Tom Humphreys, co-chair of Morrison & Foerster’s federal tax group and tax department in New York, told TP Week that the rule was designed to ensure the foreign subsidiary, in a chain with a foreign parent, a US subsidiary and a foreign subsidiary, is treated as a CFC, but the provision as it was enacted, is broader than that.
“The number of such ‘new’ CFCs could be substantial. The Senate legislative history attempts to narrow the rule, however, there still exists uncertainty over this issue,” Humphreys added.
Advisers disagreed on what these ‘new’ CFCs could lead to in terms of tax consequences, but many are hopeful that this will be cleared up in the explanatory ‘blue book’ which is usually released after tax legislation changes.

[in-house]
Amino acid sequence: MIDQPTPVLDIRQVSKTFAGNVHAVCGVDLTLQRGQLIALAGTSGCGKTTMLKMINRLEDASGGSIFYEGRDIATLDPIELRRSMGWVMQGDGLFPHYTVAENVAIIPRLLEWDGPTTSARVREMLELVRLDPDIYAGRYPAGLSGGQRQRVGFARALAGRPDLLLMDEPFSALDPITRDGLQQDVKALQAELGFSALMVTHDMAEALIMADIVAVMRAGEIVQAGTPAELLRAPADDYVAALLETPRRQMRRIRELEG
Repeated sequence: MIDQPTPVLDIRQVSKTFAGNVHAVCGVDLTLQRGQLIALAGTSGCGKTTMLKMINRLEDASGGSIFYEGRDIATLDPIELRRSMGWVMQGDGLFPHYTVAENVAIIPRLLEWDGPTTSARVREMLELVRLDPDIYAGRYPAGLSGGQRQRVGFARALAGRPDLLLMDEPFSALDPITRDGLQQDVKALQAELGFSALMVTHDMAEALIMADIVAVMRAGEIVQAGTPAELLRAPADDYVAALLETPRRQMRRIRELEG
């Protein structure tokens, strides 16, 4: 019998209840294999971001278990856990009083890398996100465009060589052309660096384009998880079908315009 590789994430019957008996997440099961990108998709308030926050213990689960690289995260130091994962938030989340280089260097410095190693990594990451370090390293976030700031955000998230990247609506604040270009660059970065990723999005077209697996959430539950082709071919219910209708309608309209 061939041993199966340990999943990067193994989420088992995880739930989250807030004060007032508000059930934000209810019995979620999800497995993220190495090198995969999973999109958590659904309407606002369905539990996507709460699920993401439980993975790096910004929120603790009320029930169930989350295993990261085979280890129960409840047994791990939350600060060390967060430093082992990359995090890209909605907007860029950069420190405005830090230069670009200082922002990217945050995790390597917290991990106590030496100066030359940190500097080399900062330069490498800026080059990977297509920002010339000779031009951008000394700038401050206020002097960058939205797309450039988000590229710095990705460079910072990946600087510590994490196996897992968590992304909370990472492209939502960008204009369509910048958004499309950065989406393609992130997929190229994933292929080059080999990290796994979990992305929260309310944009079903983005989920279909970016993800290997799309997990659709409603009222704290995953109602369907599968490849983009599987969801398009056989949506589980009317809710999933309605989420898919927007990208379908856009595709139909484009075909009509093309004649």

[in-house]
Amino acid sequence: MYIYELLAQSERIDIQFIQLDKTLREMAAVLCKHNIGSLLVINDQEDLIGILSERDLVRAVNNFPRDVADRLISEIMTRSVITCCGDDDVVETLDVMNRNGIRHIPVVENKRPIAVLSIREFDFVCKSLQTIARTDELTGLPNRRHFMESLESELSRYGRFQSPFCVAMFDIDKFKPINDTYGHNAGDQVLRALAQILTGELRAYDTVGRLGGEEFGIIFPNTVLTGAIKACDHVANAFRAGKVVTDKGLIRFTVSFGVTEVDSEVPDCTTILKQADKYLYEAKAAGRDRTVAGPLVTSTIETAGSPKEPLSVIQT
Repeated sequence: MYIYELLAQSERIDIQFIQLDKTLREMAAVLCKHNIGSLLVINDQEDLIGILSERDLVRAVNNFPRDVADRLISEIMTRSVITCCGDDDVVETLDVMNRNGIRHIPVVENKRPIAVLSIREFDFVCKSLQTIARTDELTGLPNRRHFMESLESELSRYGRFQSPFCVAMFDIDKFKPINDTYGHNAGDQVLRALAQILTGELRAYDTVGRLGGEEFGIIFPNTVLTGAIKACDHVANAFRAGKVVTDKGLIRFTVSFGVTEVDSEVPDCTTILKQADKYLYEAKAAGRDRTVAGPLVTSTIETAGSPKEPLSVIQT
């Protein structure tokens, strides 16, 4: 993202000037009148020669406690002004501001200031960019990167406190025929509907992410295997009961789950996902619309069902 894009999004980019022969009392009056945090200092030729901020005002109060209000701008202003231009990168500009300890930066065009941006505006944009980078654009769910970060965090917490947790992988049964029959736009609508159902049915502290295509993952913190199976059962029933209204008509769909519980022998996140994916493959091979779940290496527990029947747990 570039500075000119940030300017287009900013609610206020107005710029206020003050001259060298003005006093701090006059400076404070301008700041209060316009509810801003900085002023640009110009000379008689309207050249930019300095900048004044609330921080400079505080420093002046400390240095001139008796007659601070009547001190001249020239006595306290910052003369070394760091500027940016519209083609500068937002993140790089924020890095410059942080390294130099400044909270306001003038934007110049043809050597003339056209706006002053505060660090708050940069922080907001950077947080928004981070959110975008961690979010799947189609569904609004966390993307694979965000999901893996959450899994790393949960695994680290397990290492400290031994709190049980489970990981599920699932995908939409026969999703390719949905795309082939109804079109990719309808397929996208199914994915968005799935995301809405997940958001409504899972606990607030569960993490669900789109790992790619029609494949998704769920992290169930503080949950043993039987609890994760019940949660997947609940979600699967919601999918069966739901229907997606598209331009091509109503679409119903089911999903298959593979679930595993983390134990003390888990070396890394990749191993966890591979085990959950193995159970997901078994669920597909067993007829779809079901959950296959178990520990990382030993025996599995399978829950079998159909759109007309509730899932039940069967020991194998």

Wilcox said it could cause the new mandatory repatriation tax to apply where the US group owns less than 10% of a foreign subsidiary, but is considered to own at least 10% by virtue of the foreign parent’s stock interest. Secondly, a US group that has previously avoided Subpart F income by owning a minority interest in a foreign subsidiary could now be taxed on Subpart F income due to the foreign parent’s stock interest, and thirdly, the new GILTI tax could be imposed on the US group by virtue of its minority interest in a former non-CFC becoming a 10% or more US shareholder interest in a CFC, Wilcox explained.
GILTI is a new minimum tax on global intangible low-taxed income.